I remember when my son was an infant and I used to carry him on my back through these streets, mapping out my favorite blocks, and that one red-leafed tree that stretched up to the sky in the thin corridor between two tudor style houses. Now I am lucky that my son still lets me walk him to the city bus where he rides to middle school with the rest of his friends amidst the commuters.
I watch as the yellow buses wend their way through the neighborhood, scooping up the littler ones for their days of learning. I admire the wild plantings on my front lawn, tamed by the unlikely presence of a rust colored mulch that was not of my choosing. I live in the back apartment, unfettered by the weight of ownership, a mere tenant, content to gather my monthly nut and hand it over to the landlord. In the winter, he saves my back on a regular basis with his snow blower. The hum of its motor makes me smile.
The other day, I saw a monarch butterfly in front of the high rise apartment building where my friend lives. It was hovering over a shrub with purple flowers that reflected the sunlight with a kind of happy glow. I wonder if it will make its way to the butterfly bush in our front yard. After all, such was the design. But I know better. You can’t force beauty like that to come to you.
I have planted many seeds in my life. Some have blossomed into plants that visit me each year like old friends. But some have simply stopped giving life. They were there, and now they’re not. When I see the fallow places in the garden where they used to rise up to greet me, I feel a hollowness inside.
My son is in middle school now, a big place with lots of rules designed to temper the violent thrusting of adolescence that is nearly impossible to control from the inside. It is a kind of 1970’s free zone, where anything that even smells like free spirit is tamped down quicker than you can say state test. For now, he is exhilarated by the newness of changing classrooms throughout the day. I am grateful that he can be restless and still feel nourished by his environment.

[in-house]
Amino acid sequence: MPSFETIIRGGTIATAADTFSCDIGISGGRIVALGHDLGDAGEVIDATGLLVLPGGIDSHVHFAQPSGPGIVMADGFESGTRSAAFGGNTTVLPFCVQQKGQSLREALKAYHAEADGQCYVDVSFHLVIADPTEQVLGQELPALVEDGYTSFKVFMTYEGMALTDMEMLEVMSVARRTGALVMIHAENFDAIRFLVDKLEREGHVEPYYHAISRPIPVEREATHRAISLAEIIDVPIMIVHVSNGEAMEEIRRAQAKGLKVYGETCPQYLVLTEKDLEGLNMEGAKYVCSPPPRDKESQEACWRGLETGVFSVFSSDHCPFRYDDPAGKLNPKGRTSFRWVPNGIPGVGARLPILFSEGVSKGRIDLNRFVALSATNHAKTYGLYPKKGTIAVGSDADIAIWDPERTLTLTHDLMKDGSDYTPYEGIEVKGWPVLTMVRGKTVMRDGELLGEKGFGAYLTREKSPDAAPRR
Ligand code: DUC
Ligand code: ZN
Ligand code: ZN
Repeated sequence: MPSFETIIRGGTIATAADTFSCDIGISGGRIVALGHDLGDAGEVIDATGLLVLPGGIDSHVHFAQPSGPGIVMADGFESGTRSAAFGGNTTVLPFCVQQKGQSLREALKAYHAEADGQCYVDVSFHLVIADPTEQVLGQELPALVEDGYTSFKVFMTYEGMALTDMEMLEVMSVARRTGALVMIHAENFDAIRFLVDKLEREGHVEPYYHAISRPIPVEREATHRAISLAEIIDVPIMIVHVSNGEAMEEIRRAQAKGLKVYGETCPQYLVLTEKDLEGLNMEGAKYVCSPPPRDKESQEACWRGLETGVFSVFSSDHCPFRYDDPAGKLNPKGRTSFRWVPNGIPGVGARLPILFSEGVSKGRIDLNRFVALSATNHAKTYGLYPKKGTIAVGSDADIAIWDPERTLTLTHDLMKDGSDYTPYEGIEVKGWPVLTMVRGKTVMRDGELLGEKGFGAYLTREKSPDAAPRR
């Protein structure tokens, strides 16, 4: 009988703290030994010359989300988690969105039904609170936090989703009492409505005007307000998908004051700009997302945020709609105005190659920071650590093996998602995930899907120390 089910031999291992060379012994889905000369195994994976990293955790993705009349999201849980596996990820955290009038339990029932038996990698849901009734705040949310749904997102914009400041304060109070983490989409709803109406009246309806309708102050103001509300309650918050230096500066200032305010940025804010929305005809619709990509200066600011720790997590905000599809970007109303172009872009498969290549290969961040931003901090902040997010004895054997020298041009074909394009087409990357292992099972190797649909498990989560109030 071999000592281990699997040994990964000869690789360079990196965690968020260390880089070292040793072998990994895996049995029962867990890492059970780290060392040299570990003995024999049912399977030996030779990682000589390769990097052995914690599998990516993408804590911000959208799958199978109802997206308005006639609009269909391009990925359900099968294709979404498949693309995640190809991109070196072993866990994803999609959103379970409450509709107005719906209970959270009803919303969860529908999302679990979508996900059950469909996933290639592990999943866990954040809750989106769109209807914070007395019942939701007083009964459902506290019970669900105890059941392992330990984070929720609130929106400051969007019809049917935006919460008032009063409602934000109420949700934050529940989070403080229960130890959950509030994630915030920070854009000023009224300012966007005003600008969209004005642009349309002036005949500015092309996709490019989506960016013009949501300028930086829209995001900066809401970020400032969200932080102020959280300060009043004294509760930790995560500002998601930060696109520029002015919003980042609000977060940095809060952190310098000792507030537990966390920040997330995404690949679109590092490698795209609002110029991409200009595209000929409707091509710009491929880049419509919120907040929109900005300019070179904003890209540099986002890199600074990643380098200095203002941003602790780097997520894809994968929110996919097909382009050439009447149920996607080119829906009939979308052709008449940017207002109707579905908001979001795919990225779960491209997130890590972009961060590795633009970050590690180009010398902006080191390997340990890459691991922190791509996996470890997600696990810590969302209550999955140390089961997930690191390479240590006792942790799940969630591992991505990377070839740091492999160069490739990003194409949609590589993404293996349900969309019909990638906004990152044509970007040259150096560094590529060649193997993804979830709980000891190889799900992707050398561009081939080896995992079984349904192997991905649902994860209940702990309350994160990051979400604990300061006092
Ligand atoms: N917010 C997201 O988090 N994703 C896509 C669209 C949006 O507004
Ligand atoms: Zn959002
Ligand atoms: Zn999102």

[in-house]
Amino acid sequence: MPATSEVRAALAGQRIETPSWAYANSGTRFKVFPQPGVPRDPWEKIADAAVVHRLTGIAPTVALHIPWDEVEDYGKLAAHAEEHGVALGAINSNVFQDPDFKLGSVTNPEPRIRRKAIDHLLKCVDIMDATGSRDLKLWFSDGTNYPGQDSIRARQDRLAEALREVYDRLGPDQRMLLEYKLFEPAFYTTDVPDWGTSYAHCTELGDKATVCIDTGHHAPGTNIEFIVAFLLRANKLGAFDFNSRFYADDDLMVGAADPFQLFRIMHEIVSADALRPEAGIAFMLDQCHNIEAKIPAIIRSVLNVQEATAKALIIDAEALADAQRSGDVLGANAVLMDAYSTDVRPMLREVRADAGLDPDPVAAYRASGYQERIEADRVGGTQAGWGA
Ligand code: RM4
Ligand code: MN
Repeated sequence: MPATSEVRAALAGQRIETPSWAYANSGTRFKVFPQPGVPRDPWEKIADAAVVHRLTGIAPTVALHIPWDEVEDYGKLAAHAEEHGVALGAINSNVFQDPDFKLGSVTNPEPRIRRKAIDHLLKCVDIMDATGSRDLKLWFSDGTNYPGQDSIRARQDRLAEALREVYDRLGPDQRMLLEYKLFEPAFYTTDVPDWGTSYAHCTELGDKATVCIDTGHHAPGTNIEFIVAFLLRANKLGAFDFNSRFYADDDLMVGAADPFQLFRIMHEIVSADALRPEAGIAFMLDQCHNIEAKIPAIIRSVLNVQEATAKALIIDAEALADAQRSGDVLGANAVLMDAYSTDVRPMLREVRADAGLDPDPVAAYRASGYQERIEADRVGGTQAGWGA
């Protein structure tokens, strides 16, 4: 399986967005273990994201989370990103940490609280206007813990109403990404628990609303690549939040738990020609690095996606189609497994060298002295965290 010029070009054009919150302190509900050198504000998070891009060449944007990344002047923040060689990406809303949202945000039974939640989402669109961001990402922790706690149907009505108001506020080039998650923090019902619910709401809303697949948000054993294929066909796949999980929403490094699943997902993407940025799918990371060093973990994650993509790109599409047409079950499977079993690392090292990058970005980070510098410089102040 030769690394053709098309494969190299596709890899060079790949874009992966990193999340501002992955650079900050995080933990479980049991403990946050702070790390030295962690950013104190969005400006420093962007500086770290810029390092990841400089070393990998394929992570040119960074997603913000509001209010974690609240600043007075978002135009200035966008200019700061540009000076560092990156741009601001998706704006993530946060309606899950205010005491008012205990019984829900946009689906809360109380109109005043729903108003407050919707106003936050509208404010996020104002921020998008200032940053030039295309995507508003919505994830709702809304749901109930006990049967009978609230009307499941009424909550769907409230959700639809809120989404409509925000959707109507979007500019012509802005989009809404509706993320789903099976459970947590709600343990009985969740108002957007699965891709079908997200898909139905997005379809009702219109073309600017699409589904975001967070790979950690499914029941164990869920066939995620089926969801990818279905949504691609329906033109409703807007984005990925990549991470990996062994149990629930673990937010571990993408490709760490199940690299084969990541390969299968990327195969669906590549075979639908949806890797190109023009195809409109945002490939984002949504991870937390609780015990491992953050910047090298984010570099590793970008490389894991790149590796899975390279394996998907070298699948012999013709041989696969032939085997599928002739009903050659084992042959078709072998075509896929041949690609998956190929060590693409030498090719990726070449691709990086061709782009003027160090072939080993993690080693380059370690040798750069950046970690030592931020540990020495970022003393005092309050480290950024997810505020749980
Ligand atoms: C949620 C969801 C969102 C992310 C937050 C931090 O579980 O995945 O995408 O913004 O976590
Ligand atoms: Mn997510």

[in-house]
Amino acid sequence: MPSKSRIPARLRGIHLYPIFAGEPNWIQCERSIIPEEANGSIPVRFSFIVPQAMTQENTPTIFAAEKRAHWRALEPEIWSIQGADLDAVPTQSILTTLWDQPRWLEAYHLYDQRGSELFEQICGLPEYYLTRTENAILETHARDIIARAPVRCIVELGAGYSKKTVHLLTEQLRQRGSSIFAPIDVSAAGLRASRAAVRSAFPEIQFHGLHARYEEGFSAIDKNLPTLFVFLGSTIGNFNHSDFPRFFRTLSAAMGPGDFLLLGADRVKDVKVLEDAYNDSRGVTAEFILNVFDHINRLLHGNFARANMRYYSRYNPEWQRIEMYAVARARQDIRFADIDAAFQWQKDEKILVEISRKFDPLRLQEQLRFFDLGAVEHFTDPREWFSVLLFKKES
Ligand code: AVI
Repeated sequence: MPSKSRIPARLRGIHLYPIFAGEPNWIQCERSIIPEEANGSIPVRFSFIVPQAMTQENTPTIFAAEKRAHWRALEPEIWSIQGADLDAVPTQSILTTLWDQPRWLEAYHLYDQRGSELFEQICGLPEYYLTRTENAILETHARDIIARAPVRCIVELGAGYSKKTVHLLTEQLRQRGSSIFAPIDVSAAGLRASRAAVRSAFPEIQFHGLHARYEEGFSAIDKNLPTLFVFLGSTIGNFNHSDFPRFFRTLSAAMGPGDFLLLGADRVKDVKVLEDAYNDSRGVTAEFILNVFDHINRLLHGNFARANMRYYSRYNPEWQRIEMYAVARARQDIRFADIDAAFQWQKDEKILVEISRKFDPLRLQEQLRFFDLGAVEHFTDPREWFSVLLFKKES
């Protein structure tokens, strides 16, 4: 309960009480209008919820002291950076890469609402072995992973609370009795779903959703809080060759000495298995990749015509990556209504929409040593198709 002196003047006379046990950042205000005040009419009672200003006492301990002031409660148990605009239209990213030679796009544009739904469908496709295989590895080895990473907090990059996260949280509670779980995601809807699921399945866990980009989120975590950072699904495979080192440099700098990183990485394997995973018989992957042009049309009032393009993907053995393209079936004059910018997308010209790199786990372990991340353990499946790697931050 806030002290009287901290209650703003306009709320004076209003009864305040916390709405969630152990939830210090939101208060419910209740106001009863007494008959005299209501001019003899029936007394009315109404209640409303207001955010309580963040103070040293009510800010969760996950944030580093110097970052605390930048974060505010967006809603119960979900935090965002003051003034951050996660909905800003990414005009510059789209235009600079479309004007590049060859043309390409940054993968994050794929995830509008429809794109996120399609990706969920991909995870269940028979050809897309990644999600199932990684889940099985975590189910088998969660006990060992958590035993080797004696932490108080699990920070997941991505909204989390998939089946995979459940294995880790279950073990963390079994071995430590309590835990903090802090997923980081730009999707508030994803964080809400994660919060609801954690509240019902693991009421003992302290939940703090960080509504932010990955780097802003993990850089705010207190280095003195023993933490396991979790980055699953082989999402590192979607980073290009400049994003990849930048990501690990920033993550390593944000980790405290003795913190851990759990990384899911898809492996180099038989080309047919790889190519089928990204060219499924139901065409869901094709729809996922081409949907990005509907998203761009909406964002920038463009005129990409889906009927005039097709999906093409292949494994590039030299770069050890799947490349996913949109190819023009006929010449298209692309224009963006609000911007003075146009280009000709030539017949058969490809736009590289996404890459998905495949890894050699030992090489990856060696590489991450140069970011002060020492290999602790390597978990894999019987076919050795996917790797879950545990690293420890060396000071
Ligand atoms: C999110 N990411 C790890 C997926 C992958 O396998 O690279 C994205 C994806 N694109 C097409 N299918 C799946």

I am hungry for something rich and loamy. When I was younger and my back was stronger, I spent hours bent over the flower beds, my hands digging in the rich, brown soil. I miss the dirt under my fingernails, the smell of green on my face, the slow passing of minutes filled with the sounds of rustling leaves, crackling twigs, chirping birds and then, the hum and buzz and crawl of tiny life forms that gradually appear. In the early days, I opened up giant trenches in the first warm days after winter, where I placed gallon sized plants, fully matured. I created my garden like a construction worker, or a painter, enjoying my masterpiece come to life under my watchful eye.
Later, I dug small holes for starter plants at the end of autumn, and waited patiently throughout the spring and summer for them to poke up their tiny heads and grow into their full size, never quite sure of what would come up. Now, I observe the growth of my son in much the same way as a puppy who catches up with his paws. I see him as much through my future eyes as my past, tendrils of desire winding around my heart like clematis vines.